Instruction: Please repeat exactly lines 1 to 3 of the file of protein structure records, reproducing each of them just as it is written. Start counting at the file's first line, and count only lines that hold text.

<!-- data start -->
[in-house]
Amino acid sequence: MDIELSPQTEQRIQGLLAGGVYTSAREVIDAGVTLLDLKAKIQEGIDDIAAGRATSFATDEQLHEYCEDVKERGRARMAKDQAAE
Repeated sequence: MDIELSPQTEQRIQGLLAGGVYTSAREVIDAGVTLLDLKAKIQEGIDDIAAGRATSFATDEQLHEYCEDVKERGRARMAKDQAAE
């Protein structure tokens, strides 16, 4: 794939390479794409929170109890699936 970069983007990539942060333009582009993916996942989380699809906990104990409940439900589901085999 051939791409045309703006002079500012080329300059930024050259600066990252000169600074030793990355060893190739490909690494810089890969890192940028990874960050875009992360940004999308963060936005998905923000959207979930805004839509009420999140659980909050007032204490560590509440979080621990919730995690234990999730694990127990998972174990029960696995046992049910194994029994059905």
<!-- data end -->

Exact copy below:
[in-house]
Amino acid sequence: MDIELSPQTEQRIQGLLAGGVYTSAREVIDAGVTLLDLKAKIQEGIDDIAAGRATSFATDEQLHEYCEDVKERGRARMAKDQAAE
Repeated sequence: MDIELSPQTEQRIQGLLAGGVYTSAREVIDAGVTLLDLKAKIQEGIDDIAAGRATSFATDEQLHEYCEDVKERGRARMAKDQAAE